As we do not know about the exact length of an anacondas teeth, we can assume that they measure between 0.5-1 in (1.2-2.5 cm) in length, as they are quite long and needle-like. Anacondas do not need long fangs, as they do not use them to inject venom into their prey; rather, they just use them to grip the animal in place. The size and number of their teeth are similar to that of boas.

Did You Know...

Due to their semi-aquatic nature, anacondas have adapted well to living in the water. Their skin has evolved to become soft and supple, and it can withstand a good amount of water absorption.

There are four known tropical anaconda species - dark-spotted anaconda, yellow anaconda, green anaconda, and the Bolivian anaconda. The largest of these are green anacondas. All of these species of anacondas belong to the genus Eunectes and the boa family, which is Boidae, which also includes Boa constrictors.

Anacondas have their eyes at the top of their heads so that they can peek out of the water surface while keeping the rest of their bodies submerged.

In fact, anacondas can remain completely underwater for up to 10 minutes!

Green anacondas can move with a speed of 5 mph (8 km/hr) on land, and they can swim as fast as 10 mph (16 km\hr)!

These anacondas are usually found in their natural habitat of rivers and streams - which are active throughout the year. They're most commonly found in the rainforests of the Amazon basin in South America. However, a few anacondas can be found living in grasslands and savannahs, which only flood during part of the year - the snakes living in this type of habitat bury themselves in wet mud for the dry season and lie dormant until it floods again. Once the rainy season starts, they dig themselves out.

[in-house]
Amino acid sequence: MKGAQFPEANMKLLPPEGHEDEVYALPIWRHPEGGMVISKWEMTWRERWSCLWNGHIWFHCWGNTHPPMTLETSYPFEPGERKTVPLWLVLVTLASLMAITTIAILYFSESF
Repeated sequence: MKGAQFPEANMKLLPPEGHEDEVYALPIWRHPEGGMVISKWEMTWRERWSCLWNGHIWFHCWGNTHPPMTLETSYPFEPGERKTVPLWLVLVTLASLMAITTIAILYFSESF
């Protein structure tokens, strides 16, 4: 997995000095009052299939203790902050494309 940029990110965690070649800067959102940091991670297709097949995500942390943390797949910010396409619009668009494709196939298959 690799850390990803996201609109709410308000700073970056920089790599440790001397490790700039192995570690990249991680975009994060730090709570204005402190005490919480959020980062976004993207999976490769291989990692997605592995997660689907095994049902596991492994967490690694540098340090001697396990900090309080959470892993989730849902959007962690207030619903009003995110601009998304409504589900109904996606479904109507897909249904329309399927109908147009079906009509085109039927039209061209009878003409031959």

Males have a much bigger body than females, with the average weight range being between 66-154 lb (30-70 kg).

Anacondas are among few of the wild snake species which give birth to live young! Females can give birth to around 24-35 live young at a time, though even 80 - at a time has been observed!

They have quite a unique way of breeding, with many males attempting to mate with a single female. Once they find a female, the males will wrap themselves around her body, forming a 'breeding ball.' The breeding process can take up to four weeks in this manner.

Once the females are pregnant, they develop eggs, which hatch inside their bodies themselves. Once the fertilization period of 8-12 weeks is over, the females give birth to the young.

Anaconda teeth vs. python teeth - Wild pythons have sharp, deadly teeth that can cause extremely painful bites. They have 150 teeth, all of which are around 0.3 in (0.7 cm) or longer in length, which they use to grip onto their prey hard. The teeth are razor sharp and curve back into the mouth, similar to those of anacondas. They then wrap around their prey and squeeze it to death, then eat it whole - very similar to anacondas!

If you want to visit these animals, you can visit any zoo or aquarium. It is estimated that anacondas in the zoo feed only once a month.

Written By
Tanya Parkhi

Tanya always had a knack for writing which encouraged her to be a part of several editorials and publications across print and digital media. During her school life, she was a prominent member of the editorial team at the school newspaper. While studying economics at Fergusson College, Pune, India, she got more opportunities to learn details of content creation. She wrote various blogs, articles, and essays that garnered appreciation from readers. Continuing her passion for writing, she accepted the role of a content creator, where she wrote articles on an array of topics. Tanya’s write-ups reflect her love for traveling, learning about new cultures, and experiencing local traditions.

Read The Disclaimer

Was this article helpful?